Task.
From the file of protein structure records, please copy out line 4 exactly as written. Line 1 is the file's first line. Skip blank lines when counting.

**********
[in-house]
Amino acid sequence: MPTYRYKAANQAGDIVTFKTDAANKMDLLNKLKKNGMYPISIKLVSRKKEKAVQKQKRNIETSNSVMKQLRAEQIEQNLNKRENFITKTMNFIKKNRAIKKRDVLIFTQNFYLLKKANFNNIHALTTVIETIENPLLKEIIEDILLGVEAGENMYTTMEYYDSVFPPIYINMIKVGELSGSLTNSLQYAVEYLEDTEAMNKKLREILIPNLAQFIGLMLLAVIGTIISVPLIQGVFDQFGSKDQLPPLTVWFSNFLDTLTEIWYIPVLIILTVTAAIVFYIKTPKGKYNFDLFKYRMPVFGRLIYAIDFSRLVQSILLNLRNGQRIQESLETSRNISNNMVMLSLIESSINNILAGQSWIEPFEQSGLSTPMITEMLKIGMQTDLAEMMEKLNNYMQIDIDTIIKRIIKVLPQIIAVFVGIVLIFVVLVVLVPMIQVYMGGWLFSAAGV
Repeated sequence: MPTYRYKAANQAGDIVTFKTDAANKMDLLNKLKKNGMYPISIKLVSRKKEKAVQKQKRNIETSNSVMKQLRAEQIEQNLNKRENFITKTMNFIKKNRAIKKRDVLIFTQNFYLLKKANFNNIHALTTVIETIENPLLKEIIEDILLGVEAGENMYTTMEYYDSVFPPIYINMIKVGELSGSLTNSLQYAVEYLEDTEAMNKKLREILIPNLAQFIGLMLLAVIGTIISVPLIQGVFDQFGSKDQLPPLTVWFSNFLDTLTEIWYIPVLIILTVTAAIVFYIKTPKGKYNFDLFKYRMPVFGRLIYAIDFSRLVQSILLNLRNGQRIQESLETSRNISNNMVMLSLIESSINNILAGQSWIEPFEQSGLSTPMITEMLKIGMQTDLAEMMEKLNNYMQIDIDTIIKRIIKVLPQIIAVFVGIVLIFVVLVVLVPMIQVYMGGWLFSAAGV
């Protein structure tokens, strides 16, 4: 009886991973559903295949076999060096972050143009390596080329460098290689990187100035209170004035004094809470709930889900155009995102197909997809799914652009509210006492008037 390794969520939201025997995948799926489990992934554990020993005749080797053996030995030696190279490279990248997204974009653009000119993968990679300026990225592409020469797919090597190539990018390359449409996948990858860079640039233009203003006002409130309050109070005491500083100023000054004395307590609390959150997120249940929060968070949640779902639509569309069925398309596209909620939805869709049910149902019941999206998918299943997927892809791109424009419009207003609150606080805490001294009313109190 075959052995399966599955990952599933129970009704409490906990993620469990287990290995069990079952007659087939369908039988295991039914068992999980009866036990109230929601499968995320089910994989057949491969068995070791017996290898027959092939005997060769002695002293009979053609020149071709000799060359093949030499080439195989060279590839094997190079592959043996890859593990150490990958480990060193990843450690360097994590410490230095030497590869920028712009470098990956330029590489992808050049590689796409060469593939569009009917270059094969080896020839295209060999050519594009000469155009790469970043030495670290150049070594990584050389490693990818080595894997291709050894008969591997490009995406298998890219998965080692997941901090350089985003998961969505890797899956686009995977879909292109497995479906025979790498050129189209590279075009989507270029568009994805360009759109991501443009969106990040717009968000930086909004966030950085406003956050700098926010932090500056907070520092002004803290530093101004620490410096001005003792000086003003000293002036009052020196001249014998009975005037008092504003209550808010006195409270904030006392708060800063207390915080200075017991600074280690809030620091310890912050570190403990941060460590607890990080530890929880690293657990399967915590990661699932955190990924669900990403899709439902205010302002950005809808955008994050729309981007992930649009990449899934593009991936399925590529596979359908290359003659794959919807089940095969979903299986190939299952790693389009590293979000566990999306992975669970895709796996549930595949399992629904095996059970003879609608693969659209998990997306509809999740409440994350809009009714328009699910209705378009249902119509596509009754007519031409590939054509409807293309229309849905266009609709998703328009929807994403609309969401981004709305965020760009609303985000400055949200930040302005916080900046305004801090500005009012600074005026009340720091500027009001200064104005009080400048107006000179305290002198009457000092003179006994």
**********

């Protein structure tokens, strides 16, 4: 009886991973559903295949076999060096972050143009390596080329460098290689990187100035209170004035004094809470709930889900155009995102197909997809799914652009509210006492008037 390794969520939201025997995948799926489990992934554990020993005749080797053996030995030696190279490279990248997204974009653009000119993968990679300026990225592409020469797919090597190539990018390359449409996948990858860079640039233009203003006002409130309050109070005491500083100023000054004395307590609390959150997120249940929060968070949640779902639509569309069925398309596209909620939805869709049910149902019941999206998918299943997927892809791109424009419009207003609150606080805490001294009313109190 075959052995399966599955990952599933129970009704409490906990993620469990287990290995069990079952007659087939369908039988295991039914068992999980009866036990109230929601499968995320089910994989057949491969068995070791017996290898027959092939005997060769002695002293009979053609020149071709000799060359093949030499080439195989060279590839094997190079592959043996890859593990150490990958480990060193990843450690360097994590410490230095030497590869920028712009470098990956330029590489992808050049590689796409060469593939569009009917270059094969080896020839295209060999050519594009000469155009790469970043030495670290150049070594990584050389490693990818080595894997291709050894008969591997490009995406298998890219998965080692997941901090350089985003998961969505890797899956686009995977879909292109497995479906025979790498050129189209590279075009989507270029568009994805360009759109991501443009969106990040717009968000930086909004966030950085406003956050700098926010932090500056907070520092002004803290530093101004620490410096001005003792000086003003000293002036009052020196001249014998009975005037008092504003209550808010006195409270904030006392708060800063207390915080200075017991600074280690809030620091310890912050570190403990941060460590607890990080530890929880690293657990399967915590990661699932955190990924669900990403899709439902205010302002950005809808955008994050729309981007992930649009990449899934593009991936399925590529596979359908290359003659794959919807089940095969979903299986190939299952790693389009590293979000566990999306992975669970895709796996549930595949399992629904095996059970003879609608693969659209998990997306509809999740409440994350809009009714328009699910209705378009249902119509596509009754007519031409590939054509409807293309229309849905266009609709998703328009929807994403609309969401981004709305965020760009609303985000400055949200930040302005916080900046305004801090500005009012600074005026009340720091500027009001200064104005009080400048107006000179305290002198009457000092003179006994």